SIRT2 inhibits non-small cell lung cancer cell growth through impairing Skp2-mediated p27 degradation
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Ziming Li1,*, Jia Huang1,*, Hong Yuan1, Zhiwei Chen1, Qingquan Luo1, Shun Lu1
1Shanghai Lung Tumor Clinical Medical Center, Shanghai Chest Hospital, Shanghai Jiao Tong University, Shanghai 200030, People’s Republic of China
*These authors have contributed equally to this work
Shun Lu, e-mail: email@example.com
Qingquan Luo, e-mail: firstname.lastname@example.org
Keywords: lung cancer, cell cycle, acetylation
Received: December 15, 2015 Accepted: February 14, 2016 Published: March 01, 2016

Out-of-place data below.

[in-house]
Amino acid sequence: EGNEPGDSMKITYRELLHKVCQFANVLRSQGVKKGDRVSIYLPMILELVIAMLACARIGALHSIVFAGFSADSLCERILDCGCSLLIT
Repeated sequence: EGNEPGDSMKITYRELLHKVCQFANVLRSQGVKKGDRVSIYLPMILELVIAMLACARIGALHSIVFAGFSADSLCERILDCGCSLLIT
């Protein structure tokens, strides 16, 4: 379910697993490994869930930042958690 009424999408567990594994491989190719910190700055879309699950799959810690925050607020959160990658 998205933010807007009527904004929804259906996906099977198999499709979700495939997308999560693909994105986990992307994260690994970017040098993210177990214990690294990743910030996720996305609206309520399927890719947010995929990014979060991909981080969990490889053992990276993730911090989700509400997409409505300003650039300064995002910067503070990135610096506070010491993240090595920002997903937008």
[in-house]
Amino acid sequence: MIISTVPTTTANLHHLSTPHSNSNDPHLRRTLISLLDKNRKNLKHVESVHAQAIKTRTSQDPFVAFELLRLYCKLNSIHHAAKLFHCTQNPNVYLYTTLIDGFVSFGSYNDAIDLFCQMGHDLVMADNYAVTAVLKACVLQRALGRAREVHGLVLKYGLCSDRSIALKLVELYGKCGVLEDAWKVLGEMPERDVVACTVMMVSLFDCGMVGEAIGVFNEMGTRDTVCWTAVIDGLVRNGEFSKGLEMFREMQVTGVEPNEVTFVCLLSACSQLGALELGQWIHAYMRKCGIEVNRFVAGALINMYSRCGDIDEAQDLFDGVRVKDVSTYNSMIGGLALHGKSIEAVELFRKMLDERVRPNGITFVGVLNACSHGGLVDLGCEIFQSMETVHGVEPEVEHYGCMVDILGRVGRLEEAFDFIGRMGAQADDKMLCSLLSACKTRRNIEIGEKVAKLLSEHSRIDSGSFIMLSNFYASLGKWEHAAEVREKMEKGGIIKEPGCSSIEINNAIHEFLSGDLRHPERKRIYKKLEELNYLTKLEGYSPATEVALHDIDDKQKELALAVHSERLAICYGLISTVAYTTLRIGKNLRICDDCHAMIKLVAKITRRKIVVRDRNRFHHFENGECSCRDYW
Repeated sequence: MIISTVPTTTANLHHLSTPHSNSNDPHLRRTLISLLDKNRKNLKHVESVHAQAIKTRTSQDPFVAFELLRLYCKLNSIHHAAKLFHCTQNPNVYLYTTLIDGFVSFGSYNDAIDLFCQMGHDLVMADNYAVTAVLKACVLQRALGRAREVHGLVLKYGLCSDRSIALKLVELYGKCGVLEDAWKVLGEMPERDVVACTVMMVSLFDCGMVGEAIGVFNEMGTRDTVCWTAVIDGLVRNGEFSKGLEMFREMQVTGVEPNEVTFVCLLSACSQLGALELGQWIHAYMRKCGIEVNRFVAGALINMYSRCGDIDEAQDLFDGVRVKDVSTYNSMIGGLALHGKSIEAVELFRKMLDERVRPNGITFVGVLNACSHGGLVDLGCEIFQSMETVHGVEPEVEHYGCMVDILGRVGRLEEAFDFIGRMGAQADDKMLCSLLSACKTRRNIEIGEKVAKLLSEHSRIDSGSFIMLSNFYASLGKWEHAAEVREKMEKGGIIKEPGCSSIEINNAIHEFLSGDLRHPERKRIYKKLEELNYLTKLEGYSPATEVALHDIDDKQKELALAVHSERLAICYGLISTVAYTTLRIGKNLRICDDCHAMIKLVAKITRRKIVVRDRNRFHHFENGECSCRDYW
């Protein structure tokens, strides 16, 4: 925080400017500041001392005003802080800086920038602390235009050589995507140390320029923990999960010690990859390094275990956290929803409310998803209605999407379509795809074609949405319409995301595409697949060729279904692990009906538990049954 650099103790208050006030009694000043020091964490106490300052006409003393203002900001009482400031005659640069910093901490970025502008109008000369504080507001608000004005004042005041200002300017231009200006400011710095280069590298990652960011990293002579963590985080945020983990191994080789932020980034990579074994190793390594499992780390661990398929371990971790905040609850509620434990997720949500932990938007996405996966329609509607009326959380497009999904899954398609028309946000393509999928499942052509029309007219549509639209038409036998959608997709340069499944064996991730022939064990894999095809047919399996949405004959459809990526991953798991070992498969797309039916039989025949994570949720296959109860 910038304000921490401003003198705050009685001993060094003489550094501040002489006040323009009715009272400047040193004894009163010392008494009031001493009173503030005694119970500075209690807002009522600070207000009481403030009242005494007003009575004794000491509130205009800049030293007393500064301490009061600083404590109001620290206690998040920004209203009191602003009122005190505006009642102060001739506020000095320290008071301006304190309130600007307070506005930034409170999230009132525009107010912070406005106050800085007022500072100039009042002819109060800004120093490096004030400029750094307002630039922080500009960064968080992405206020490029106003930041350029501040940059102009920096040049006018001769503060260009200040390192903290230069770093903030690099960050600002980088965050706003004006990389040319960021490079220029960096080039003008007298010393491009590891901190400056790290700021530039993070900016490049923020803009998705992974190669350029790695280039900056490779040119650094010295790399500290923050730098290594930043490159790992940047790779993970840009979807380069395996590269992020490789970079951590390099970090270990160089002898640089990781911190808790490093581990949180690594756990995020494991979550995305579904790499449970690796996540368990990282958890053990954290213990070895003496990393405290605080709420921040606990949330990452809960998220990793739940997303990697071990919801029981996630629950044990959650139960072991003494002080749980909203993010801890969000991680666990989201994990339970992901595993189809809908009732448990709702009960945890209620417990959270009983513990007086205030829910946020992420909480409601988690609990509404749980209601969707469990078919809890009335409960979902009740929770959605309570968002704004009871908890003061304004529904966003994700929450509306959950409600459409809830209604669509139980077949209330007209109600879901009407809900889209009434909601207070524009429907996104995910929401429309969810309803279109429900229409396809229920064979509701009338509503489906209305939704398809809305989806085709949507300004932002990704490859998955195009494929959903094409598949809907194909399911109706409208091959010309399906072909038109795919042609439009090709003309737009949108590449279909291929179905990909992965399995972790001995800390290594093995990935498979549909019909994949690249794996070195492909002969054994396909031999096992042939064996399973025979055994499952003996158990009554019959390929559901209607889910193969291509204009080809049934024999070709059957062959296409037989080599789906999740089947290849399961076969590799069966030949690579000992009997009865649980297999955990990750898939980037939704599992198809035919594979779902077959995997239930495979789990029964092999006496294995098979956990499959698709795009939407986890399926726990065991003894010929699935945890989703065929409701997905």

Skp2 is a component of the E3 ubiquitin ligase which promotes the ubiquitination-associated degradation of a cyclin-dependent kinase inhibitor, p27, resulting in increases in non-small cell lung cancer (NSCLC) cell growth. We recently showed that down-regulation of Sirtuin deacetylases 2 (SIRT2) in NSCLC increased cancer cell growth through suppressing p27. However, the underlying mechanisms remain unknown. Here, we examined the relationship between SIRT2 and Skp2 in regulation of NSCLC cell growth through p27. We found that the levels of SIRT2 significantly decreased, while the levels of Skp2 significantly increased in NSCLC specimens, compared to the paired non-tumor lung tissue. The levels of SIRT2 and Skp2 inversely correlated. Low SIRT2 levels were associated with poor patients’ survival. Moreover, in several lung cancer cell lines, the SIRT2 levels significantly decreased and the Skp2 levels significantly increased. Overexpression of SIRT2 promoted Skp2 deacetylation and degradation, resulting in increases in p27 and suppression of NSCLC cell growth, whereas knockdown of Skp2 inhibited Skp2 deacetylation and degradation, resulting in decreases in p27 and increases in NSCLC cell growth. The deacetylation of Skp2 by SIRT2 and degradation of p27 by Skp2 were significantly inhibited by histone deacetylase inhibitor and proteasome inhibitor, respectively. Finally, SIRT2 and Skp2 co-immunoprecipitated in NSCLC cells. Together, our data suggest that SIRT2 may induce Skp2 deacetylation and subsequent degradation to abolish the effects of Skp2 on p27 to affect NSCLC cell growth. Thus, re-expression of SIRT2 may be a promising strategy for treating NSCLC.
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